Blogging Bayport Alameda

February 18, 2016

Safety second

Filed under: Alameda — Lauren Do @ 6:08 am

Even though there are plenty of studies conducted world wide about how bike lanes actually are not a detriment to business districts, it’s nearly always a business district that opposes bike lanes anywhere near the business district because the assumption is that all the people buying stuff won’t be able to get there unless they’re in a car.

Case in point the West Alameda Business Association sent this letter to the City Council opposing any lane reductions on Central Avenue because it would impede cars getting to the business district and also through their business district.

Dear Council Members:

The board of directors of the West Alameda Business Association would like to submit written comments regarding the Central Avenue Complete Street Project, which is an agenda item at your City Council meeting on 2/24/16.

We would like to state the following facts on which we are basing our position:
· Webster Street is an arterial road for motorists driving in an out of Alameda through the tubes. It has also become an important road for residents of West Alameda to access the new Alameda Landing shopping center.

· Central Avenue is an arterial road connecting Alameda’s motorists from and to Alameda’s East and West sides.

· Webster Street (including commercial parcels and businesses on side streets such as on Central Ave.) is a commercial district with businesses that depend on motorists from Alameda as well as surrounding cities who shop, dine and visit on a regular basis.

· The businesses in the Webster Street business district, including those on Central Avenue, need parking and access for business owners, visitors, commercial delivery vehicles as well as emergency vehicles on a daily basis.

· Lane reductions on any streets intersecting with Webster Street will create a slow down for motorists passing through the district and discourage them from driving through the district.

· Businesses and property owners in the Webster Street business district will be negatively impacted as a result of fewer motorists (shoppers, diners & visitors) passing through the district.

· Santa Clara Avenue, intersecting Webster Street, currently services bicyclists visiting the Webster Street Business district.

· The proposed elimination of one westbound lane on Central Ave. will make it unsafe for motorists, pedestrians, and bicyclists to travel through the Central/Webster intersection.

We feel that any effort to increase visitors riding bikes to our district, at the expense of those driving cars, will reduce the total number of visitors to our district and negatively impact our property owners and businesses. Bicyclists can always use Santa Clara Ave. to visit our business district.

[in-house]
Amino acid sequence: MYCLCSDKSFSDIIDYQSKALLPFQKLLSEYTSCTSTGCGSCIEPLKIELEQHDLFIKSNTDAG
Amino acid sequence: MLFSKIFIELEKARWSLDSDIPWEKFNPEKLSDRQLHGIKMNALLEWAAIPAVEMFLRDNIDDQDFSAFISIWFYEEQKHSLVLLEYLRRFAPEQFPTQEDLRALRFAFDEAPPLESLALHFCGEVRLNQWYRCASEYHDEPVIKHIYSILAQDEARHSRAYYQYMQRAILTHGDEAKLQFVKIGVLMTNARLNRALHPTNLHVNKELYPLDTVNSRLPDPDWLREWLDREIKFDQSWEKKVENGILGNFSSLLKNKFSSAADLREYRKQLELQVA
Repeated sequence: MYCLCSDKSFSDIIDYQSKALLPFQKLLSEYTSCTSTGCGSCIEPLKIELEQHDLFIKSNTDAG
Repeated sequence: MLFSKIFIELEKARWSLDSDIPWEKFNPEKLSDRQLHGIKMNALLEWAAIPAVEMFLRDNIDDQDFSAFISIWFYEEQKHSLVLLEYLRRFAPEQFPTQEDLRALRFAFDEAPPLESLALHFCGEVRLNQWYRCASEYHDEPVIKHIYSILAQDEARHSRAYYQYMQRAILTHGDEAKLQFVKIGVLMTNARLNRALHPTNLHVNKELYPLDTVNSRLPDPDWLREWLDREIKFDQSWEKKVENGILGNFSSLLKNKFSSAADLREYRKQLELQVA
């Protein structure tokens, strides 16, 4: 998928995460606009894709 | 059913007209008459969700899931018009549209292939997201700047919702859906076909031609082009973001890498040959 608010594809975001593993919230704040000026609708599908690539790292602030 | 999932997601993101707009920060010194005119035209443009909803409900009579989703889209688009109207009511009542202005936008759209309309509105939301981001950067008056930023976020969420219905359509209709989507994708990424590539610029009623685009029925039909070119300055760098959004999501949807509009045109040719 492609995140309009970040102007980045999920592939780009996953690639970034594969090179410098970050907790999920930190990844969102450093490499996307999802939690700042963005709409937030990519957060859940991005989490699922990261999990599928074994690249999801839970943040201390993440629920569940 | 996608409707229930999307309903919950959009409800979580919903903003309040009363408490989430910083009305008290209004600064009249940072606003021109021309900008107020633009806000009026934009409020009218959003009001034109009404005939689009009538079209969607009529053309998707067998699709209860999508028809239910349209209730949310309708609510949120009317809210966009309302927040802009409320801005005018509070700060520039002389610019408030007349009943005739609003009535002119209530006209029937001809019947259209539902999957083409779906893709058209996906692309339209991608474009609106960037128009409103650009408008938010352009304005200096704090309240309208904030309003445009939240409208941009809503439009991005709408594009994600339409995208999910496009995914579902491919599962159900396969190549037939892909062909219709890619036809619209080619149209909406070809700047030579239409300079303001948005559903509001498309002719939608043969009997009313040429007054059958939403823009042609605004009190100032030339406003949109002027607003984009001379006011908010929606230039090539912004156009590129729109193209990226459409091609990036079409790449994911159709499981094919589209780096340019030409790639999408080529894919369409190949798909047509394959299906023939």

At the WABA board meeting on 10/21/15, Gail Payne from the city’s Public Works department stated that the concept being presented did not include any lane reductions for motorists traveling in either direction on Central Avenue, from Eight Street to 200 feet west of Webster Street.

However, the proposed concept in the staff report, which was presented to the Transportation Commission at their meeting on 11/18/15, included the reduction of one west bound lane on Central Avenue near Page Street and also starting at the intersection at Webster Street.

The lane reductions on Central Avenue beginning at Eight Street and past Webster Street, as proposed in the staff report, will have a negative impact on the traffic flow to and from the Webster Street business district and will make is unsafe for motorists, pedestrians, and bicyclists to travel along Central Avenue.

We are therefore stating our opposition to the concept as being presented by city staff at your meeting on 2/24/16 and we urge you to vote against this proposal.

The thing about it is that most businesses on Webster Street are service based meaning that it’s not really a district that needs people  to come to with huge trunks to fill up with stuff.  That would be Alameda Landing which hasn’t weighed in on the topic of Central Avenue.   Given that a lot of more popular and notable businesses on Webster Street are restaurants, providing some measure of calming would actually activate that street more than it currently is now.

The goal of the Central Avenue project is not to somehow punish the business district or make it harder for them to do business but rather to ensure that Central Avenue which is well used now by bikes and pedestrians and cars to better allocate the space to ensure that every user can feel safe using the street.  Right now the largest percentage of the public streetscape is reserved for cars and to make cars feel comfortable getting from point A to point B, but it largely comes at the expense of pedestrians who are forced to share a tiny sidewalk with bikers who don’t feel comfortable taking a whole lane on Central.  Or it comes at the expense of bikers who are unwanted on both the sidewalks and the street.

Remember that the stretch between Webster toward Main Street has not one, not two, but three schools on that road.  Are our local business districts really telling Alamedans that the safety of kids getting to their schools are less important than shoppers to their retail storefronts?